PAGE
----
Censorship and secrecy are widely regarded as antithetical to the open society and the public sphere. In the digital age the decentered communicative network of the internet facilitates the proliferation of data, data-storage capacity and the generalised intensification of surveillance as well as the apparent weakening of censorious control over information and the security of secrets all kinds. The ‘Wikileaks scenario’ not only exposes the easily ‘switchable’ nature of secrecy/disclosure in the context of digital communications culture, it raises issues pertaining to the technicisation of memory and the memorialisation of events.

In this paper I shall approach the interconnections between censorship, secrecy and memory in relation to contemporary techno-culture with a view to identifying the significance of this nexus for the cultural formation of ethical subjectivity (as Levinas, in particular, writes about this). I am not so much concerned here with normative ethical questions related to the technicisation of the censorship, secrecy and memory ‘nexus’ (interesting, even urgent as these often are) but more with how the ethical Subject is produced in this context.

Bio: Dave Boothroyd Director of Cultural Studies, School of Social Policy Sociology and Social Research, University of Kent. He's the author of 'Culture on Drugs: Narco-cultural studies of high modernity' (Manchester University Press, 2006) and is currently writing a monograph for Edinburgh University Press, 'Ethical Subjects in Contemporary Culture'. He's a founding Co-Editor of the on-line journal 'Culture Machine'.

Sunday, 9 January 2011

Wirelessness - radical empiricism in media theory

Adrian Mackenzie captures something extremely essential and apt in his fresh book Wirelessness - Radical Empiricism in Network Cultures (2010). Besides being an analysis of an aspect of contemporary "network" culture so neglected by cultural analysers, it offers a view into how does one conduct post-phenomenological analysis into the intensive, moving, profiliterating aspects of experience in current media culture. So much of what seems wired is actually wireless; so much of what seems experienced, is actually at the fringes of solid experience, which is why Mackenzie sets out to use William James's exciting philosophical theories of radical empiricism as his guide to understanding wirelessness.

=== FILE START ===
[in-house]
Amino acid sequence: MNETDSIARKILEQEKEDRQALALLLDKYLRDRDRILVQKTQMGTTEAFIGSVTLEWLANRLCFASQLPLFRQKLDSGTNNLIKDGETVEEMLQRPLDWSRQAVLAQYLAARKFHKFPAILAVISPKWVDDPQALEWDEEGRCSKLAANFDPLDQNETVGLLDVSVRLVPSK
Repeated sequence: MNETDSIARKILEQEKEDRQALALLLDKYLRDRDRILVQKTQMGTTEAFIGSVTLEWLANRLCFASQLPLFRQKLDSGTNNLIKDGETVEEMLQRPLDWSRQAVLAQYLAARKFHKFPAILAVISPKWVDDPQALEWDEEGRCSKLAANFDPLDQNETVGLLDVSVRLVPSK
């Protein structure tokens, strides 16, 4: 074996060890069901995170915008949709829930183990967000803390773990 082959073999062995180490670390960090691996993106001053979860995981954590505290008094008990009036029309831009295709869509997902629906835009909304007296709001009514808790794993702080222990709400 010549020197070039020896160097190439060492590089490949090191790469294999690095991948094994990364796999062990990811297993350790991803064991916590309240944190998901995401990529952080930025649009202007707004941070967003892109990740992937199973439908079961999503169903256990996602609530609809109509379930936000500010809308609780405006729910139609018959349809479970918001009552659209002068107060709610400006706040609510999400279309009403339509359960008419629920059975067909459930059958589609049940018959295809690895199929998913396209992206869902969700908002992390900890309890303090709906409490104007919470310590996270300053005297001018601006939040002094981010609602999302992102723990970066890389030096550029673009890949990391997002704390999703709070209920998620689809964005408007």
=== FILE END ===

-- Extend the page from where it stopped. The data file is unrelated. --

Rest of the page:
Let's define it, or let Mackenzie define it:

"The key claim of the book is that the contemporary proliferation of wireless devices and modes of network connection can best be screened against the backdrop of a broadly diverting and converging set of tendencies that I call 'wirelessness'. Wireless designates an experience trending toward entanglements with things, objects, gadgets, infrastructures, and services, and imbued with indistinct sensations and practices of network-associated changed. Wirelessness affects how people arrive, depart, and inhabit places, how they relate to others, and indeed how they embody change." (5)

Indeed, Mackenzie does not remain content to just stick to the techy details or the phenomenology of how it feels to be surrounded by wireless devices and discourses, but sets out to treat these as a continuum. This too follows from James. Things go together well with our minds/brains. Thoughts are very much things even if at the other end of the spectrum than the more seemingly solid things of the world. Thinking and things cannot be separated. Mackenzie quotes James: "Thoughts in the concrete are made of the same stuff as things are." The stuff of continuum.

Hence, what follows is also methodologically exemplary treatment of this weird phenomena of wireless communication. Already in its early phase, the fact that communication started to remove itself from solid bodies and the messaging human body, was a topic of awe and wonderment. James was roughly a contemporary to the buzzing discourses of electromagnetic fields and experiments in wireless communication closer to the end of the 19th century by such figures as Preece, Willoughby Smith and of course Marconi; this media archaeological aspect is not so much touched upon by Mackenzie. In any case, one would do well to look at it's 19th century radical empiricist discourses as well, to examine the way bodies, solids, experience and media were being rethought in those early faces, here described in the words of one pioneer and early writer Sir William Crookes:

" Rays of light will not pierce through a wall, nor, as we know only too well, through London fog; but electrical vibrations of a yard or more in wave-length will easily pierce such media, which to them will be transparent." (quoted in J.J.Fahie, Wireless Telegraphy, 1838-1899, p.197).